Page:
Christina Ricci for Donna Karan - 'Four Play' video

From 'The Ice Storm,' to 'Buffalo '66' to 'The Opposite of Sex,' Christina Ricci has delivered some of my favourite female performances in some of my favourite films. A few years ago a friend of mine was working for the Toronto Film Festival and I was helping him run errands. We had to drop off a package at the Intercontinental Hotel but accidentally went to the wrong room. Instead of some bored publicist opening the hotel room door, Christina Ricci did. It was one of the few times I have been star struck. Surprisingly, she was really sweet and down to earth which only increased my liking for her.
Connecting to my little run in, Ricci stars in the video advertisement for Donna Karan's Eldridge bag, 'Four Play.' She plays the Dreamer, the Expressionist, the Paramour and the Voyeur, four versions of the same woman who interact in a hotel room.

The End

Thursday, February 4, 2010

Xiu Xiu- "Dear God, I Hate Myself"

Xiu Xiu are set to release their new album 'Dear God, I Hate Myself' on the 22nd. I am really looking forward to it based on the single and video for it of new band member Angela Seo repeatedly sticking her fingers down her throat and forcing herself to throw up.

The End

Wednesday, February 3, 2010

'Greed & Generosity' - a short video

In 2007, my favorite chain smoking Romanian film professor assigned us a project where we each had to interpret a poem by Rumi and make a short video. Here is mine:

The End

Monday, January 25, 2010

Jay Z ft Swizz Beatz- "on to the next one"

Creepy, hot and creative, the Sam Brown directed video for "on to the next one" from Jay Z ft Swizz Beatz is electrifying. It is always refreshing when a hip hop video strays away from the typical formula of flashing cash, hoes and bling (or at least experiments with the formula). This black and white vid does both, throwing in Damien Hirst references, strange characters in skeleton makeup and striking images of bouncing, burning basketballs and bleeding walls while the hoes wear weird makeup, costumes and blood on their lips.

Swizz Beatz's beats and collaborations are always fresh and exciting. He can do no wrong.

Best lyrics from the song:

"No I'm not a Jonas,
Brother I'm a grown up,
No I'm not a virgin,
I use my cojones"

The End

Saturday, January 23, 2010

Canada's Top Ten Short Films

I went to both programmes of Canada's Top Ten Short films at the Cinematheque the other night and was very impressed with the quality of work on display- much more impressed than I was with 'I Killed My Mother' (one of Canada's supposed Top Ten Features of the year). Here are some of the most notable films:

Programme 1

'Runaway' - Director: Cordell Bark

Wacky and witty, 'Runaway' is a fun, fast paced and imaginative animated gem propelled by a jazzy score.

'La Vie commence' / 'Life Begins' - Director: Émile Proulx-Cloutier

One of the strongest short films I have ever seen, 'La Vie commence' / 'Life Begins' is subtle and striking, packing an emotional punch and a powerful closing image that had me gasping. Almost dialogue free, the film focuses on brothers Joseph and Mathieu and what happens when their house is broken into and their father's gun is stolen. An unsettling, mysterious and disjointed tone is set from the opening edits which sharply cut establishing shots, and builds throughout the film's 14 min running time until the closing image and ambiguous ending. Dealing with the bond and relationship (possibly one that has crossed a line and gone too far?) shared between two brothers, 'La Vie commence' / 'Life Begins' is poignant and thought provoking.

The Armoire - Director: Jamie Travis

Though he has only made short films so far, Jamie Travis is one of my favourite Canadian filmmakers. His meticulous art direction, precise cinematography and refined style create unique, campy worlds where children deal with coming of age through demented games and (usually) musical numbers. 'The Armoire' follows a young boy as he struggles to remember how his best friend went missing while they were playing a game of hide and seek. Not as good as his previous film 'The Saddest Boy in the Wold,' 'The Armoire' is still a notable piece, containing references to things as disparate as 'The Shining,' David Lynch and day time soap operas. Sidenote: I was glad to hear Jamie say that he is finished making movies about children and wants to move on to working with adults. He was beginning to come off like a one trick pony and I am looking forward to what he will be doing next.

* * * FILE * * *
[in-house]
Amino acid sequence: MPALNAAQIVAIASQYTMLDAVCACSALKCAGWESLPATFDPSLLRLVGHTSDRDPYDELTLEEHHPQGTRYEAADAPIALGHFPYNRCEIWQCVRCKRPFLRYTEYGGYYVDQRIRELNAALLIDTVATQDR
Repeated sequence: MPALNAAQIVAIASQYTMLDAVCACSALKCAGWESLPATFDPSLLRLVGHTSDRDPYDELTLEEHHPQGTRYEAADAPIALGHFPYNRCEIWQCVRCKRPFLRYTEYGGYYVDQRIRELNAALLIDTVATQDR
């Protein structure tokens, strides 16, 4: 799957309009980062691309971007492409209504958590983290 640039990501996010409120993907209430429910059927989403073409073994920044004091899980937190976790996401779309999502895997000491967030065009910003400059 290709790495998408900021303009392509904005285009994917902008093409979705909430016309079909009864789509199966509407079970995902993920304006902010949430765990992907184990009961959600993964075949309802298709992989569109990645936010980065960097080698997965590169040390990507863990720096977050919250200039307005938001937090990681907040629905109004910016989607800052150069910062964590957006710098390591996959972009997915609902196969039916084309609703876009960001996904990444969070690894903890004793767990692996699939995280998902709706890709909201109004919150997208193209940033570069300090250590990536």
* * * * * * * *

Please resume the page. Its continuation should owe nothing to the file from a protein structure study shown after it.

Check out the trailer

And website

Programme 2

Danse Macabre - Director: Pedro Pires

Haunting, heartbreaking and breathtaking, 'Danse Macabre' was the standout film for me. Set to an operatic score, the choreographed twitches and spasms of a corpse are turned into a poetic and morbid ballet. The composition and level of craftsmanship is astonishing and the film soars with a rapturous energy and beauty.

Check out the trailer

Check out the website

The End

Gregg Araki - 'Kaboom'

Anyone that has read this blog knows Gregg Araki is my favorite filmmaker. I can't believe I didn't know about this earlier, but he is reuniting with James Duvall (and a hot, young cast) for his next film, 'Kaboom.'

Official synopsis:
A hyper-stylized TWIN PEAKS for the Coachella Generation, featuring a gorgeous, super hot young cast, KABOOM is a wild and sex-drenched horror-comedy thriller that tells the story of Smith, an ambisexual 18-year-old college freshman who stumbles upon a monstrous conspiracy in a seemingly idyllic Southern California seaside town...
Smith's everyday life in the dorms - hanging out with his arty, sarcastic best friend Stella, hooking up with a beautiful free spirit named London, lusting for his gorgeous but dim surfer roommate Thor - all gets turned upside-down after one fateful, terrifying night. Tripping on some hallucinogenic cookies he ate at a party, Smith is convinced he's witnessed the gruesome murder of an enigmatic Red Haired Girl who has been haunting his dreams.

Sounds like Araki is getting back to his 'Doom Generation'/'Nowhere' roots and will hopefully redeem himself after the disappointing 'Smiley Face.' I can't fucking wait!

Here are the first stills from the film:

The End